This variation, like the Newport it is based on, is rarely seen today, which is unfortunate, because it's a whole lot of fun.
Waltz position throughout.
Begin with the Follow facing forward along LOD, and the Lead facing against LOD (or turn clockwise before the first step to get there, as in rotary waltz).
1: The Lead leaps straight back along LOD with his left foot, while the Follow leaps straight forward into him with her right foot. They land downward precisely on the count.
2: The Lead leaps straight back with his right foot, while the Follow leaps straight forward into him with her left foot.
3 &4 &5, 6 &7 &8: One full turn of the Newport, beginning with the Lead leaping backward a third time (leap, side-close, side-close / leap, side-close, side-close).*
* Gilbert 1890 describes only the first part of the dance, saying that repeats after eight counts. Davis 1888 described a second half to the dance, below. The short version and long version are both good, though the long version has the added benefit of resembling a schottische, with its two different parts.
9 &10, 11 &12, 13 &14, 15 &16: Two full turns of Waltz Galop (4 x "leap, side-close").
Repeat from the beginning.
Both Davis and Gilbert note that it can be reversed.
Davis 1888 provides the following music, and suggests that the dance should be performed at 120 bpm.
These two variations aren't actually described in the sources below, but they're also fun, and well within the realm of 19th century possibilities. They were both invented for the Waltz Lab as a response to the question, "How might we keep things turning more continuously?"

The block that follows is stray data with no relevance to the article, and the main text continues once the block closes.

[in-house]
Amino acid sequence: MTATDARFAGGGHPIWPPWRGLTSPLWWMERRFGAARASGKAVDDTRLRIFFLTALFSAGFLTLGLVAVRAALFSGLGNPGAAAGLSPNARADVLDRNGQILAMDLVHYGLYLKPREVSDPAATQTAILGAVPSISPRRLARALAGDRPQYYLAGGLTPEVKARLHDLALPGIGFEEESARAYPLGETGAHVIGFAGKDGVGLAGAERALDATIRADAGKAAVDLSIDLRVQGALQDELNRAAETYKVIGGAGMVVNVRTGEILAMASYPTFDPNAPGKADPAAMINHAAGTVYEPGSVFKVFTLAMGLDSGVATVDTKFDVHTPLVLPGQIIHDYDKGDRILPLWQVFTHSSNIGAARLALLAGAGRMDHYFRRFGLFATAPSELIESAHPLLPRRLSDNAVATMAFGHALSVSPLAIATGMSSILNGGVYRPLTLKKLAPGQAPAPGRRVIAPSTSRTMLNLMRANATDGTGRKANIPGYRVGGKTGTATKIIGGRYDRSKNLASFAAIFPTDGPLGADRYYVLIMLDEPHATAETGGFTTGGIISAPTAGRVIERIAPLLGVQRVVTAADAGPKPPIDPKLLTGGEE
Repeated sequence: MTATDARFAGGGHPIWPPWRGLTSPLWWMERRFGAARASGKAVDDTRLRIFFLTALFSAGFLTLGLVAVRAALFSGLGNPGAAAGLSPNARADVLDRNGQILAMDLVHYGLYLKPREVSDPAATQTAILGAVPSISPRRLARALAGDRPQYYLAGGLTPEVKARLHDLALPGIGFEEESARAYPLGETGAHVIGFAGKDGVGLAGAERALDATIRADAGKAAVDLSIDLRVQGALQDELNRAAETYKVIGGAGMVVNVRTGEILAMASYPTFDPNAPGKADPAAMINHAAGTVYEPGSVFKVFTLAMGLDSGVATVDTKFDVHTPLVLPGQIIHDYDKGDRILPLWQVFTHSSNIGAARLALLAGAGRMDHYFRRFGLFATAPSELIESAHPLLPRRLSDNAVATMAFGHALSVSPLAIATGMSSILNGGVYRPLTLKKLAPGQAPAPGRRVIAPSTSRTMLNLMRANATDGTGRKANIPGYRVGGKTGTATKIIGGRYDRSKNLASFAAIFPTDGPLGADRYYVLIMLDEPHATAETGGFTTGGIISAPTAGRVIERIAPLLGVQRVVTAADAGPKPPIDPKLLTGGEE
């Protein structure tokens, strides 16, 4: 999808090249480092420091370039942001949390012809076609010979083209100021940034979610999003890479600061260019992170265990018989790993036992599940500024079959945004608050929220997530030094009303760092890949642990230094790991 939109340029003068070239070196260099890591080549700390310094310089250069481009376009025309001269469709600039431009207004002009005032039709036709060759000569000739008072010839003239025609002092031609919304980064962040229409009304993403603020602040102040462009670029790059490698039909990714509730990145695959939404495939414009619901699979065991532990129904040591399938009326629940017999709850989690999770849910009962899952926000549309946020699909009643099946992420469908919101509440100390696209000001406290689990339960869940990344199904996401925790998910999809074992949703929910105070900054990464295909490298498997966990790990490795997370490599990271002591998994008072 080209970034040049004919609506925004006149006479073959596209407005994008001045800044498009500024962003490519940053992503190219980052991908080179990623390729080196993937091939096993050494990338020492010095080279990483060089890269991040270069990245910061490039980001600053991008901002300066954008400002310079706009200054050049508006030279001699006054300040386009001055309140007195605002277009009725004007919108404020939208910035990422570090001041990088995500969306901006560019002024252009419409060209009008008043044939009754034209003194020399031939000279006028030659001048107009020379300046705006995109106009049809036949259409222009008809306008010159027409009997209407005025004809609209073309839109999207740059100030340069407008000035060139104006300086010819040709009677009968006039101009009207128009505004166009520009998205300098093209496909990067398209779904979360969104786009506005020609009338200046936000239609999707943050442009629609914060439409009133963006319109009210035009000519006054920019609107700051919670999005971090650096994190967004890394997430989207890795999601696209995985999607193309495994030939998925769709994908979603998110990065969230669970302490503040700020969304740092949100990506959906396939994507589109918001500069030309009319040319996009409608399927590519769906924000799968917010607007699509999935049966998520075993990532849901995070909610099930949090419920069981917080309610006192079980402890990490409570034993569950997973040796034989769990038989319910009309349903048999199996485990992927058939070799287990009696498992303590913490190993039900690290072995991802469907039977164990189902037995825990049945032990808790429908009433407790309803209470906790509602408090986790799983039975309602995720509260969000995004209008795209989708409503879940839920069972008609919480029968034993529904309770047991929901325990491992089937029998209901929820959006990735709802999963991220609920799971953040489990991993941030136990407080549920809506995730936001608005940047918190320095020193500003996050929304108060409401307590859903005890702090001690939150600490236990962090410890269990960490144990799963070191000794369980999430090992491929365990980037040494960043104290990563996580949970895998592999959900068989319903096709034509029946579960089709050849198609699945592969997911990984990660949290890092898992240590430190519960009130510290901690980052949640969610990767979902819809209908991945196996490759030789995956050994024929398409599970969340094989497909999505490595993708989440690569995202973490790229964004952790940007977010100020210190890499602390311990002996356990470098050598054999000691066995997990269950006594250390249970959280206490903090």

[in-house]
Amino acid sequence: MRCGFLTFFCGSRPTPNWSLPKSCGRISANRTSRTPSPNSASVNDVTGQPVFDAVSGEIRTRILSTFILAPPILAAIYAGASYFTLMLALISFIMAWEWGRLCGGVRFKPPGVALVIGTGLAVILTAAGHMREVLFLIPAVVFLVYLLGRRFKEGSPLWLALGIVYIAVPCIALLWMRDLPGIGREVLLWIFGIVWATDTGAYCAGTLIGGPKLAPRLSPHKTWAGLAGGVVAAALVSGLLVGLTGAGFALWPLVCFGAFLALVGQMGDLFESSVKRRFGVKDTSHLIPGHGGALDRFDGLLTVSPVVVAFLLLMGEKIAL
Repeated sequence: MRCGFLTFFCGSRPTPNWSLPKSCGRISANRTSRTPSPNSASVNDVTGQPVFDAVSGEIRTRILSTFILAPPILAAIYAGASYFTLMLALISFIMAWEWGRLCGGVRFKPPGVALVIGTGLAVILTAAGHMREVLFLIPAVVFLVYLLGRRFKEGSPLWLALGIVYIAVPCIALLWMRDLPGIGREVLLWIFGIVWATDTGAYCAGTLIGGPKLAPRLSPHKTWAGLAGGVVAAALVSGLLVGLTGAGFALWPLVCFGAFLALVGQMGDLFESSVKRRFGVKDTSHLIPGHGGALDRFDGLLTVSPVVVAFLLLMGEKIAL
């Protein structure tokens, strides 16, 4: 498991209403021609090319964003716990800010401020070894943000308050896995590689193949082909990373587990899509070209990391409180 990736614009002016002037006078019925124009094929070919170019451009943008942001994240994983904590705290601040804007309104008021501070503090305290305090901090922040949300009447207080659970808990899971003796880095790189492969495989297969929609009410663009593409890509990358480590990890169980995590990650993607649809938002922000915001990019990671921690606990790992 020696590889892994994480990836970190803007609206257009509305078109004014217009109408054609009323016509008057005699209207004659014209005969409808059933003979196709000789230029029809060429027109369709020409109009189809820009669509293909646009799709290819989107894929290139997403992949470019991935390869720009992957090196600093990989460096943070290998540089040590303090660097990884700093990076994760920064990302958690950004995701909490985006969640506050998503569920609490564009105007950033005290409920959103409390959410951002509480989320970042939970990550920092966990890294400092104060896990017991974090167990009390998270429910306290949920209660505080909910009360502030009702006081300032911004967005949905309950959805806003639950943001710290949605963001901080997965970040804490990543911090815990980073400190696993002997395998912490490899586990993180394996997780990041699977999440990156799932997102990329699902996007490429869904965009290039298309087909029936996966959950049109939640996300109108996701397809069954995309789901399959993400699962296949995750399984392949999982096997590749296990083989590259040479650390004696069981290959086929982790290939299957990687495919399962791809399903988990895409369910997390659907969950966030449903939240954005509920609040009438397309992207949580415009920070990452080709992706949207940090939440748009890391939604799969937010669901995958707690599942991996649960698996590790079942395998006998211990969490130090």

Role Reversal Bronco: After the initial two slides, replace the first two counts of each repeat with an additional Waltz Galop, i.e., two Newports, and five Waltz Galops. This will cause the dance to repeat opposite. As suggested in Durang's Hungroise, the arms can be transitioned to reverse waltz position during the final Newport.
Pivoting Bronco: After the initial two slides, replace the first two counts of each repeat with half-turning jeté pivots.
© 2013-2015 Nick Enge
(Click to expand)
Le Bronco (Davis, 1888):
Tempo: 30 measures per minute [120 beats per minute]. Movement a La Waltz.
Commence with left foot. Glide directly backward two steps. Count 1—2—. Glide backward again (left foot), and begin turning a la Ripple. Count 3 & 4 & 5—6 & 7 & 8—, transferring the weight from left foot to right at 6. Two measures.
Continue rotary motion a la Waltz. Count 1 & 2—, 3 & 4—, 5 & 6—, 7 & 8—. Two measures.
Note.—Reverse "ad lib" in rotary form.— The lady, to begin the dance will step forward; commencing with right foot.
The Bronco (Gilbert, 1890):
M.M. = 120. 6-8 time.
Leap backward from the right to left foot, 1; leap backward upon the right foot, 2; leap backward upon the left, 3; pass right to side and immediately draw left to right (a la Newport), & 4; pass right to side and draw left to right, & 5; leap forward upon the right, 6; pass left to side and draw right to left, & 7; pass left to side and draw right to left, & 8; four measures.
Repeat, commencing as at first. The second time the right foot may move backward at the sixth count, making the turn to the left.
Counterpart for lady.
For more dance descriptions, see our three books on dancing:
The Book of Mixers: 100 Easy-Teach Dances for Getting Acquainted (2022) by Richard Powers and Nick & Melissa Enge,
Cross-Step Waltz: A Dancer's Guide (2019) by Richard Powers and Nick & Melissa Enge, and
Waltzing: A Manual for Dancing and Living (2013) by Richard Powers and Nick Enge.
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